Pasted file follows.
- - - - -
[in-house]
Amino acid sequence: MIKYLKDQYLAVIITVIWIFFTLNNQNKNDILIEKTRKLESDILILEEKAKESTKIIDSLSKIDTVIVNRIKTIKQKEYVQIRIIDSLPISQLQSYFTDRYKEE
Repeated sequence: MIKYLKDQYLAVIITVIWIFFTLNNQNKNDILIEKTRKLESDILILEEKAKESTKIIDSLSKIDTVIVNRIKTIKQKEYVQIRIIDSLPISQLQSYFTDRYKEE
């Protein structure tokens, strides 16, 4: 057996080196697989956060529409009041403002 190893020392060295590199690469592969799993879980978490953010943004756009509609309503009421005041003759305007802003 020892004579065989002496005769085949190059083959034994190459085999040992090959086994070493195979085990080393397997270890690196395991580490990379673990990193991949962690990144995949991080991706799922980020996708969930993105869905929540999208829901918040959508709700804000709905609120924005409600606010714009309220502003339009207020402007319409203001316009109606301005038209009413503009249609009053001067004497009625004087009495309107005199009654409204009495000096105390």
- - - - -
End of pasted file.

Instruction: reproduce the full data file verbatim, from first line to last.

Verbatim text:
[in-house]
Amino acid sequence: MIKYLKDQYLAVIITVIWIFFTLNNQNKNDILIEKTRKLESDILILEEKAKESTKIIDSLSKIDTVIVNRIKTIKQKEYVQIRIIDSLPISQLQSYFTDRYKEE
Repeated sequence: MIKYLKDQYLAVIITVIWIFFTLNNQNKNDILIEKTRKLESDILILEEKAKESTKIIDSLSKIDTVIVNRIKTIKQKEYVQIRIIDSLPISQLQSYFTDRYKEE
């Protein structure tokens, strides 16, 4: 057996080196697989956060529409009041403002 190893020392060295590199690469592969799993879980978490953010943004756009509609309503009421005041003759305007802003 020892004579065989002496005769085949190059083959034994190459085999040992090959086994070493195979085990080393397997270890690196395991580490990379673990990193991949962690990144995949991080991706799922980020996708969930993105869905929540999208829901918040959508709700804000709905609120924005409600606010714009309220502003339009207020402007319409203001316009109606301005038209009413503009249609009053001067004497009625004087009495309107005199009654409204009495000096105390």